The Tacoma Concert Band took to the stage of the Pantages Theater – described as “the crown jewel of Tacoma’s performance spaces” – Dec. 15 for its holiday show, “Let it Snow.” Standing just outside the grand theater, Tacoma’s municipal Christmas tree served as a beacon to the concert-goers that flocked in for the performance. With Tacoma Concert Band, you can always count on a top-notch performance.
During many of his spoken introductions to the various compositions, TCB conductor Gerard Morris was especially concerned to emphasize our “human-ness” and how much we have in common. Morris noted that some of the music was chosen because it is evocative of the excitement of the holidays. The evening proved to be a good mix of traditional holiday fare and other thoughtfully chosen selections – the result of Morris’ dissection of the experience of the Winter Holidays in an effort to get their cultural essence and to imbue the show with an inclusive appeal. I enjoyed both the traditional Christmas music and the material that ventured off the beaten path.
The show was augmented by mood lighting and projected emblems of stars, snowflakes, wreathes, Christmas trees and Santa in his sleigh drawn by flying reindeer.
First on the docket was Ron Nelson’s “Rocky Point Holiday,” which was penned in 1969 during a family holiday in Rhode Island. Morris stated that the composition explores memories of times spent with family and friends that make the holidays so special. The piece starts with a blast and then backs off with muted brass and use of xylophones and flute frills that bring to mind fairy dust and snow flurries. Dissonant lulls are followed by big upwellings that have the flavor of a Disney musical score. Later there is a jaunty portion featuring bongos and trumpets that has the mood of a vintage James Bond flick.
Morton Lauridsen’s “O Magnum Mysterium,” the second composition of the evening, was inspired by the biblical text’s depiction of the new born king placed amongst the lowly animals and shepherds. It starts off slow and majestic, with TCB’s primary trumpet player, Morris Northcutt, playing some sweet, warm vibrato ahead of a big, harmonious upwelling of the whole band, accompanied by kettle drums.
David Maslanka’s “Liberation” turned out to be one of my favorite compositions of the evening. It is a blend of the majestic and the exotic – a sonic expression akin to a tasseled rhinoceros pulling a Christmas sled through a snowy mountain pass along the silk road, carrying the magi from the East.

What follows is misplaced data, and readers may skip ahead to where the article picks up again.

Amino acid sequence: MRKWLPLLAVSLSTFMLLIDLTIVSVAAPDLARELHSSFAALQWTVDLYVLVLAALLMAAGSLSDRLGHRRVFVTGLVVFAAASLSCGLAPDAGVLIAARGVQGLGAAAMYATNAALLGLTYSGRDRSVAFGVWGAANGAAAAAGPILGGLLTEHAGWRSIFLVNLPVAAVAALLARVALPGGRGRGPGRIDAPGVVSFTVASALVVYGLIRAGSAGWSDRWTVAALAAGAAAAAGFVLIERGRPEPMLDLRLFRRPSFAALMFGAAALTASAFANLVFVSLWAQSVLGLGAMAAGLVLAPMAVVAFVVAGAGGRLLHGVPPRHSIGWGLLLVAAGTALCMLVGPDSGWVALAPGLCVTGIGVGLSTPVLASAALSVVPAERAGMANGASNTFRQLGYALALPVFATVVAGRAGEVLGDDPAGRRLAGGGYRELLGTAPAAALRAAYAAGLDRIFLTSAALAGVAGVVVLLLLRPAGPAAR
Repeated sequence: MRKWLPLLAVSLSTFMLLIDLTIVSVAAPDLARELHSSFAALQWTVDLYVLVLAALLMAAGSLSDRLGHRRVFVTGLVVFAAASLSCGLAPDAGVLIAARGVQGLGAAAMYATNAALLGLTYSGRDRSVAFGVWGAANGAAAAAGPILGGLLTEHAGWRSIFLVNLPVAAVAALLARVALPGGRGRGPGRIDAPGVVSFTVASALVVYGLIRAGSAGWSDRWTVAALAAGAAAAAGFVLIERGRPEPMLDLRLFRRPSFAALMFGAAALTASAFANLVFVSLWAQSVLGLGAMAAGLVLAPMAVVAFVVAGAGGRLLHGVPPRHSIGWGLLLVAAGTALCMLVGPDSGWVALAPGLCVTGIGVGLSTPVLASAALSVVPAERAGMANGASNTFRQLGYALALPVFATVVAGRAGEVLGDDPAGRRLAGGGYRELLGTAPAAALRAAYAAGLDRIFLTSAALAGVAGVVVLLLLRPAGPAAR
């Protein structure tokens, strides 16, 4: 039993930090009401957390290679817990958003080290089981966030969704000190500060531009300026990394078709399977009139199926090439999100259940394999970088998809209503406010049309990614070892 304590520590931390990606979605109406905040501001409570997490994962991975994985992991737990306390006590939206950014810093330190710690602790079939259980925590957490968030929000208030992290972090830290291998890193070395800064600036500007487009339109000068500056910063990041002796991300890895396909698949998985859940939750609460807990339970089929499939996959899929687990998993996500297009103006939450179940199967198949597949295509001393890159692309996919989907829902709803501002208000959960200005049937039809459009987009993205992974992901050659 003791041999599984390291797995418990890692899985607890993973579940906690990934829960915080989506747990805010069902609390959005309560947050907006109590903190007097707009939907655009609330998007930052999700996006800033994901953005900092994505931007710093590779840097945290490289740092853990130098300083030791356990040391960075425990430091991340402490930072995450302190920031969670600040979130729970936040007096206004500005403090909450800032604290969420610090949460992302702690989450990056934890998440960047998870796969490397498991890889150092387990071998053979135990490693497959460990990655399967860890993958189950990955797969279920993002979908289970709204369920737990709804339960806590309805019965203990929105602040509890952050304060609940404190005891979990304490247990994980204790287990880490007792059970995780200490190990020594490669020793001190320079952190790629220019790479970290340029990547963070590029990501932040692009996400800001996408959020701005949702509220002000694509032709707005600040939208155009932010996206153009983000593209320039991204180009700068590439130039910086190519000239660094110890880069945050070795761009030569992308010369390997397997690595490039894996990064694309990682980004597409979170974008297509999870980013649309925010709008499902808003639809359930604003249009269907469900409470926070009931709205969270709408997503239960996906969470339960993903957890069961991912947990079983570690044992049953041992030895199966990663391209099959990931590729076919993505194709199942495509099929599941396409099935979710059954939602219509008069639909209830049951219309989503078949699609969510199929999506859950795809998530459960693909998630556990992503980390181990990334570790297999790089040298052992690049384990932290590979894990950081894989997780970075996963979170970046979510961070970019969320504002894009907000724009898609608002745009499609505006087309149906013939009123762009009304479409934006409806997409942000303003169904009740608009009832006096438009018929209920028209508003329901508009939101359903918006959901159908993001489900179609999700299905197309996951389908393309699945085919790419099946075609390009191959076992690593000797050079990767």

There are vocal chants mingled with exotic fanfares. The musical percussion instruments are joined by piano. Wonderful use is made of the low woodwinds: the bassoons and the marvelous contrabass clarinet. There are crashing gongs and distant trumpets and wild percussive effects. In this setting, the piece becomes a Christmas fusion of cultures from both East and West.
The splendor of “Liberation” was followed by a medley of music from “How the Grinch Stole Christmas,” including an instrumental version of “You’re a Mean one, Mr. Grinch,” which features a jazzy drum kit, trumpets and xylophone. After a fast-paced and circus-like portion of the medley, the whole band joins in for a full-throated crescendo.
The first half of the concert concluded with a sing-along called “A Christmas Festival,” which consisted of verses from a number of traditional Christmas carols. The sing-along was led by soprano singer Sheri-Ann Nishiyama, a Lincoln High School graduate and now assistant conductor of the University of Puget Sound’s Adelphian Concert Choir.
At the beginning of the second half, Tacoma City Councilman Ryan Mello – decked out in a red shirt, awesome plaid pants and cool green shoes – narrated “A Visit from St. Nicholas” which was musically accompanied by Gioachino Rossini’s “Semiramide Overture.”
I especially loved the lushness of TCB’s performance of “Greensleeves,” the next work on the program. The woodwinds constructed a rich interplay with the melody before muted trumpets took up the tune while low brass played harmony. The woodwinds and flutes again took over with brass in support. Toward the end, the whole band came together as the chimes rang and cymbals crashed.
James Barns’ “Fantasy Variations on a Theme by Niccolo Paganini” is an exuberant work in which each variation features different section of the concert band. Morris noted that he chose this piece as gift to the band. It provides a venue in which each of “these amazing artists” could have a chance to really shine. Morris further noted that it captures the excitement of the holiday season.
The concert ended with the classic “Sleigh Ride.” Artificial snow came down from above the stage, landing mostly on a clarinet player, a flute player and one of the bassoon players. The piece ended with Northcutt rising to his feet and doing the brass horse whinny through his lustrous trumpet.